Curriculum Guide · Courses
Formalist and Realist Theories of Judging
J.D. Course 1123 | 1 credit hours
Judicial decision making is frequently discussed in terms of the contrast between formalism and realism. Formalism describes judging as mechanical and strictly rule bound, while realism asserts that judicial decisions are shaped by the political preferences of the judge. This course will examine the formalist-realist contrast in terms of its historical origins, its theoretical soundness, its accuracy as a descriptive account of judging, and its utility for understanding judicial decision making. The course material will include accounts of judging by judges, political scientists, and legal theorists. The course requires regular participation in class discussion and the final will be a take home.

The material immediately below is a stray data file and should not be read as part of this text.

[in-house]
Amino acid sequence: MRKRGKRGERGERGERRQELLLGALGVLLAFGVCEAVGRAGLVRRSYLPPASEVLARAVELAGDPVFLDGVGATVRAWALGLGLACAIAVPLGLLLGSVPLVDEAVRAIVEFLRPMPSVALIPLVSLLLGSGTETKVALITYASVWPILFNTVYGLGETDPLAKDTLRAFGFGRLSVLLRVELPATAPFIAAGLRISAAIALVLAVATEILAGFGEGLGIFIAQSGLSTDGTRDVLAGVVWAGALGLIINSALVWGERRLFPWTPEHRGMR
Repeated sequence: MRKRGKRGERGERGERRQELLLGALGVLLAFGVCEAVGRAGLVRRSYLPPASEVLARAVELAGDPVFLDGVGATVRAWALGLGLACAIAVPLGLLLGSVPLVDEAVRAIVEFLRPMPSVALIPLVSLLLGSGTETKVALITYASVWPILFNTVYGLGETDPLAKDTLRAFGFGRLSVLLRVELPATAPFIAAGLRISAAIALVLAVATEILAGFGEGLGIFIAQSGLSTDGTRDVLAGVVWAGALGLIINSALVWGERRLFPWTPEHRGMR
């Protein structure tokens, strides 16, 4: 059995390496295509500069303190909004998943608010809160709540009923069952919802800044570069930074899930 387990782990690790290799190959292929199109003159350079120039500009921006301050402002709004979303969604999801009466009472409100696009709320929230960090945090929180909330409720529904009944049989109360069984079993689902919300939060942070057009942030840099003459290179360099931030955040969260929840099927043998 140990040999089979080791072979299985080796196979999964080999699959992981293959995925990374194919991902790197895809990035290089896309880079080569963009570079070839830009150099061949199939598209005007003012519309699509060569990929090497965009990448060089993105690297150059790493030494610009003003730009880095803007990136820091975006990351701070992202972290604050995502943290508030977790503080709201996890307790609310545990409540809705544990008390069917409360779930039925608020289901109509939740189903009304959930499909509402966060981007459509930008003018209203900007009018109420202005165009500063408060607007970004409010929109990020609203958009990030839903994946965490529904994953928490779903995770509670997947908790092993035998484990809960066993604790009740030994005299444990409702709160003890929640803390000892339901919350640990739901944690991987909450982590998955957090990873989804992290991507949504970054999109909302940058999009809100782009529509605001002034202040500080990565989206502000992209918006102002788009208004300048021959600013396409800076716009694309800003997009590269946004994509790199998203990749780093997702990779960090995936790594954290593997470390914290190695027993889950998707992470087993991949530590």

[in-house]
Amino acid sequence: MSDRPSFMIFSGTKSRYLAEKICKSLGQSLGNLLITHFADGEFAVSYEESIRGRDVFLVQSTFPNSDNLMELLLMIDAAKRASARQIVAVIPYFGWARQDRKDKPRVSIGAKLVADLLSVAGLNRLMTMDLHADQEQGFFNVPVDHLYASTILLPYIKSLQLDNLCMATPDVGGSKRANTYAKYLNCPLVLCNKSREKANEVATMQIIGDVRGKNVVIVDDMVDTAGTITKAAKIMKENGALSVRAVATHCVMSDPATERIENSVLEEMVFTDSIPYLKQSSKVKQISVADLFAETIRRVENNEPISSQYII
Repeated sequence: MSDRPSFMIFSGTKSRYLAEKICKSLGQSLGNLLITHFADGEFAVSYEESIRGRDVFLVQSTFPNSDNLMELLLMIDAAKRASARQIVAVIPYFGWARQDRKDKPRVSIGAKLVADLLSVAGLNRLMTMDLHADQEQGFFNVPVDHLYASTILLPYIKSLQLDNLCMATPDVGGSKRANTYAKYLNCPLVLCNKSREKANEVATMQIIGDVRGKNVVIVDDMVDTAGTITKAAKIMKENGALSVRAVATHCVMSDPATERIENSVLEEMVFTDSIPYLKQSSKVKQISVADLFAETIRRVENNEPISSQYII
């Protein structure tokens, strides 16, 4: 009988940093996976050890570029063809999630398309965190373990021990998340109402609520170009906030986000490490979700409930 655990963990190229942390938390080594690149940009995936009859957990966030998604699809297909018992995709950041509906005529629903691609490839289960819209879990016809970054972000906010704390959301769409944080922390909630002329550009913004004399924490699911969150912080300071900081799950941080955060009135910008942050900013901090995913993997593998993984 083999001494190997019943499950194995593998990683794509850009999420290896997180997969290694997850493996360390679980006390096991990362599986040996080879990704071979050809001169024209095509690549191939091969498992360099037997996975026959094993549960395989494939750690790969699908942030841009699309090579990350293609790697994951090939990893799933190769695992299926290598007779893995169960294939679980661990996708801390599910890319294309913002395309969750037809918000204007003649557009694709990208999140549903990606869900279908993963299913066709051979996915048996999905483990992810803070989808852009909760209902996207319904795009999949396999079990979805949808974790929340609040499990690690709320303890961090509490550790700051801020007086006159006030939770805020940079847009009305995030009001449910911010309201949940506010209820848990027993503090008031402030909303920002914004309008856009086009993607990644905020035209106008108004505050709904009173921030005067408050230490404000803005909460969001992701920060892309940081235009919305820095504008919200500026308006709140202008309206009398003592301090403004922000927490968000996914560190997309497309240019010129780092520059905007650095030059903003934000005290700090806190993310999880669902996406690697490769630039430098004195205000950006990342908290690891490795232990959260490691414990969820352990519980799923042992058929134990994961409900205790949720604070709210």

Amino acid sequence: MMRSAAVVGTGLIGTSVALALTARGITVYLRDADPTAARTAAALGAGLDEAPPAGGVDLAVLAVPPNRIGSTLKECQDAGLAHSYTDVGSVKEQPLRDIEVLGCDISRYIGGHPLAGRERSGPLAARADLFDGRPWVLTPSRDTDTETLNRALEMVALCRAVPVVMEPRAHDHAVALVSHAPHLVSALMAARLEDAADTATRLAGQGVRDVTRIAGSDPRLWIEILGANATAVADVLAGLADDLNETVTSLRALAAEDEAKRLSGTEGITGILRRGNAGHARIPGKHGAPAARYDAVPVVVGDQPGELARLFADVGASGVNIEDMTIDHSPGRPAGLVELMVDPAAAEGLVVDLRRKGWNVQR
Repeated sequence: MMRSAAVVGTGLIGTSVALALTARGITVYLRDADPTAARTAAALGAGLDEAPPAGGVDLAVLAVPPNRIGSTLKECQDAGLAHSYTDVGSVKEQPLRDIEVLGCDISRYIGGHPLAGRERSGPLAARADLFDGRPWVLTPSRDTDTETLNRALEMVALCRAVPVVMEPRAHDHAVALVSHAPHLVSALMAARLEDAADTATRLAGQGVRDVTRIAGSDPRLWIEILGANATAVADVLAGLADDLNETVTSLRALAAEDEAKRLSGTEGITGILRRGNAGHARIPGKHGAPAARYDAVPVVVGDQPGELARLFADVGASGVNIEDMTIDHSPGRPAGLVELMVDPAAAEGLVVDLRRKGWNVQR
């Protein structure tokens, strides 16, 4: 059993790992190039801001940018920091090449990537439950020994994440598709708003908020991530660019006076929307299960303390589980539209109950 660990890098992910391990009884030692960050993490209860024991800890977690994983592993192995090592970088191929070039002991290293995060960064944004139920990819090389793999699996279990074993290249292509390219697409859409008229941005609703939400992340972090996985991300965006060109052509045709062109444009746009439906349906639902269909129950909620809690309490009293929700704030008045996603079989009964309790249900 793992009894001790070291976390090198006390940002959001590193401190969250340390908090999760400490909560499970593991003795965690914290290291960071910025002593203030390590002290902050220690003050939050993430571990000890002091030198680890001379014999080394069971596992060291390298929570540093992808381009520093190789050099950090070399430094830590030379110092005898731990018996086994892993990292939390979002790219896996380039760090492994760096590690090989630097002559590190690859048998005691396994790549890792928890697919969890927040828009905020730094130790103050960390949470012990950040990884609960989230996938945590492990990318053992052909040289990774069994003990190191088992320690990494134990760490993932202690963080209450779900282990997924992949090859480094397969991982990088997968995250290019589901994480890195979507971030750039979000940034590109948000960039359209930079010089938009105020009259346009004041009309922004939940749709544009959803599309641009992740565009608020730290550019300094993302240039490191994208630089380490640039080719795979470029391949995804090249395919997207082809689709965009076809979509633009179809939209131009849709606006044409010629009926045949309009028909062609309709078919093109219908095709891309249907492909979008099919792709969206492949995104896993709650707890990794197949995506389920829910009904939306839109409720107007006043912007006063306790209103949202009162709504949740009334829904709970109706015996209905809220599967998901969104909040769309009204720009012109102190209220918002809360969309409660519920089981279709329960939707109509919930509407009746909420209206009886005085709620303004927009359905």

Laptop use is not permitted. Attendance is mandatory at all class sessions, unless specifically excused. Note: This course is an intensive two week course and will meet on the following dates: Tues., 1/15; Thurs., 1/17; Fri., 1/18; Tues., 1/22; Thurs., 1/24; and Fri., 1/25.